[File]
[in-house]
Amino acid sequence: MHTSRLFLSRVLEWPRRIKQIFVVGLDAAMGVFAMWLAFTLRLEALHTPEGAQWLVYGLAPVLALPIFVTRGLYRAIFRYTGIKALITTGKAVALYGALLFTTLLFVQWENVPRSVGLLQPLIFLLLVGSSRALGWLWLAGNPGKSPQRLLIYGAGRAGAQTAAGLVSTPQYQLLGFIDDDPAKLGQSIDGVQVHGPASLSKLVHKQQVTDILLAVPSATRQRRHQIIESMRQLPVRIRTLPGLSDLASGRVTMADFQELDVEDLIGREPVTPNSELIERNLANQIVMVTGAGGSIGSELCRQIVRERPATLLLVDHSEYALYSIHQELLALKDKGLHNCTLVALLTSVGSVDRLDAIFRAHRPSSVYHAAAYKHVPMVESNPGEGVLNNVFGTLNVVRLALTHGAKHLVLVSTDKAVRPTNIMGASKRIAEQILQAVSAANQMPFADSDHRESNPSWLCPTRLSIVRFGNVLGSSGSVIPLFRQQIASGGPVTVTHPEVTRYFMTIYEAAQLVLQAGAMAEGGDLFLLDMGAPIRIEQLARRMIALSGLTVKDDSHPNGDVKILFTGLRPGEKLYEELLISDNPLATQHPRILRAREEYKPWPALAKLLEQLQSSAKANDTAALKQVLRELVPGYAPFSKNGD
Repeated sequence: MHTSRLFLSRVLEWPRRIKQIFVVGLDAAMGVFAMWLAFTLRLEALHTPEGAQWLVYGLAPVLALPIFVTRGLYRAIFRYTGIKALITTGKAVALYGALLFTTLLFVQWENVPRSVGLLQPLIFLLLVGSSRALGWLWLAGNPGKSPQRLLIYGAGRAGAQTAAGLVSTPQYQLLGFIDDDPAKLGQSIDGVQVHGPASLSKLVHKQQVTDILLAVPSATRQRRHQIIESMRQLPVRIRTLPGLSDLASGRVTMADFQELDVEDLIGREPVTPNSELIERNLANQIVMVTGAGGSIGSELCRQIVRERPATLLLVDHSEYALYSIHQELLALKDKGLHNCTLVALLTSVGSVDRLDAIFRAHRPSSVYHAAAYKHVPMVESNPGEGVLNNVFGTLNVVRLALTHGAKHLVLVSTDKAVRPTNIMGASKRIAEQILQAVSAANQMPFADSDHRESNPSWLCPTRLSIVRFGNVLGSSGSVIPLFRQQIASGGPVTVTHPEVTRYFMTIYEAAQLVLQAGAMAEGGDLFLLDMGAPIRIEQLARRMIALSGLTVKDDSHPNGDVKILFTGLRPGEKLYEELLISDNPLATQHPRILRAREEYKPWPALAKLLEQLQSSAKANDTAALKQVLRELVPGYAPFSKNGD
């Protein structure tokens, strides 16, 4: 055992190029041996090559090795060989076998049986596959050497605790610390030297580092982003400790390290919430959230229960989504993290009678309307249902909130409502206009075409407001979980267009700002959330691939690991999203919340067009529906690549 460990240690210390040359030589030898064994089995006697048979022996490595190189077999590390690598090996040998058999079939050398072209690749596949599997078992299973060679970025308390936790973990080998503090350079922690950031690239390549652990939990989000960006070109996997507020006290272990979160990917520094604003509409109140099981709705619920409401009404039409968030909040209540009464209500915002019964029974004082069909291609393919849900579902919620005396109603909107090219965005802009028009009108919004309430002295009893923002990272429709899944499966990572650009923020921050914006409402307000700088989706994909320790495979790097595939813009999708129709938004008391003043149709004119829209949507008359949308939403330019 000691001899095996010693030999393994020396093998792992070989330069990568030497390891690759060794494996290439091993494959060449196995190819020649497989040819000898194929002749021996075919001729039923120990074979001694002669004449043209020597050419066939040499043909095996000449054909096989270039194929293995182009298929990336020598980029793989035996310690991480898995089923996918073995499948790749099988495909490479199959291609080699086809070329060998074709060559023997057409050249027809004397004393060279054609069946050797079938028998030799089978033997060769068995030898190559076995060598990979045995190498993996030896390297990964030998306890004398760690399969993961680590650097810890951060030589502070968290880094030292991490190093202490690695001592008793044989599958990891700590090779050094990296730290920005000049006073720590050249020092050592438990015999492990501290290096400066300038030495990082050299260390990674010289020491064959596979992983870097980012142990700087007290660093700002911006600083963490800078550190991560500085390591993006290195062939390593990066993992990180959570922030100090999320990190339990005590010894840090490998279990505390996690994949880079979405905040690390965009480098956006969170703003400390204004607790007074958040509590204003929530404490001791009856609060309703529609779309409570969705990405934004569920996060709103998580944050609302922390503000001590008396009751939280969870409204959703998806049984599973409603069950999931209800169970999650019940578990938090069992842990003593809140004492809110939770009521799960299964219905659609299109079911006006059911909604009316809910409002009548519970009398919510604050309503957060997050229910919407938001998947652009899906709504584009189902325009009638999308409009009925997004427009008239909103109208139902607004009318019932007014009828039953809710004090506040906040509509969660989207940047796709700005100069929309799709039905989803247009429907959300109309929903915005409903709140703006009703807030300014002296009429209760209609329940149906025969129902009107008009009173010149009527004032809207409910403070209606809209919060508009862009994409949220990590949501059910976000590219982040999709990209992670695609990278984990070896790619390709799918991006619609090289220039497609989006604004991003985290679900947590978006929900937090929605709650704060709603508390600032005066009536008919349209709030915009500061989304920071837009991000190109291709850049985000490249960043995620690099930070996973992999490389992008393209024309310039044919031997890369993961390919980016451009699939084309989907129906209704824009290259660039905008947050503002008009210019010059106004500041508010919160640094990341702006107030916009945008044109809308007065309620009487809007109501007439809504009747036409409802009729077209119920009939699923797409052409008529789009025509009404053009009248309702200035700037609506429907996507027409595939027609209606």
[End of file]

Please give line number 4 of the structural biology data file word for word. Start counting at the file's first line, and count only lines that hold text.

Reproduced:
């Protein structure tokens, strides 16, 4: 055992190029041996090559090795060989076998049986596959050497605790610390030297580092982003400790390290919430959230229960989504993290009678309307249902909130409502206009075409407001979980267009700002959330691939690991999203919340067009529906690549 460990240690210390040359030589030898064994089995006697048979022996490595190189077999590390690598090996040998058999079939050398072209690749596949599997078992299973060679970025308390936790973990080998503090350079922690950031690239390549652990939990989000960006070109996997507020006290272990979160990917520094604003509409109140099981709705619920409401009404039409968030909040209540009464209500915002019964029974004082069909291609393919849900579902919620005396109603909107090219965005802009028009009108919004309430002295009893923002990272429709899944499966990572650009923020921050914006409402307000700088989706994909320790495979790097595939813009999708129709938004008391003043149709004119829209949507008359949308939403330019 000691001899095996010693030999393994020396093998792992070989330069990568030497390891690759060794494996290439091993494959060449196995190819020649497989040819000898194929002749021996075919001729039923120990074979001694002669004449043209020597050419066939040499043909095996000449054909096989270039194929293995182009298929990336020598980029793989035996310690991480898995089923996918073995499948790749099988495909490479199959291609080699086809070329060998074709060559023997057409050249027809004397004393060279054609069946050797079938028998030799089978033997060769068995030898190559076995060598990979045995190498993996030896390297990964030998306890004398760690399969993961680590650097810890951060030589502070968290880094030292991490190093202490690695001592008793044989599958990891700590090779050094990296730290920005000049006073720590050249020092050592438990015999492990501290290096400066300038030495990082050299260390990674010289020491064959596979992983870097980012142990700087007290660093700002911006600083963490800078550190991560500085390591993006290195062939390593990066993992990180959570922030100090999320990190339990005590010894840090490998279990505390996690994949880079979405905040690390965009480098956006969170703003400390204004607790007074958040509590204003929530404490001791009856609060309703529609779309409570969705990405934004569920996060709103998580944050609302922390503000001590008396009751939280969870409204959703998806049984599973409603069950999931209800169970999650019940578990938090069992842990003593809140004492809110939770009521799960299964219905659609299109079911006006059911909604009316809910409002009548519970009398919510604050309503957060997050229910919407938001998947652009899906709504584009189902325009009638999308409009009925997004427009008239909103109208139902607004009318019932007014009828039953809710004090506040906040509509969660989207940047796709700005100069929309799709039905989803247009429907959300109309929903915005409903709140703006009703807030300014002296009429209760209609329940149906025969129902009107008009009173010149009527004032809207409910403070209606809209919060508009862009994409949220990590949501059910976000590219982040999709990209992670695609990278984990070896790619390709799918991006619609090289220039497609989006604004991003985290679900947590978006929900937090929605709650704060709603508390600032005066009536008919349209709030915009500061989304920071837009991000190109291709850049985000490249960043995620690099930070996973992999490389992008393209024309310039044919031997890369993961390919980016451009699939084309989907129906209704824009290259660039905008947050503002008009210019010059106004500041508010919160640094990341702006107030916009945008044109809308007065309620009487809007109501007439809504009747036409409802009729077209119920009939699923797409052409008529789009025509009404053009009248309702200035700037609506429907996507027409595939027609209606």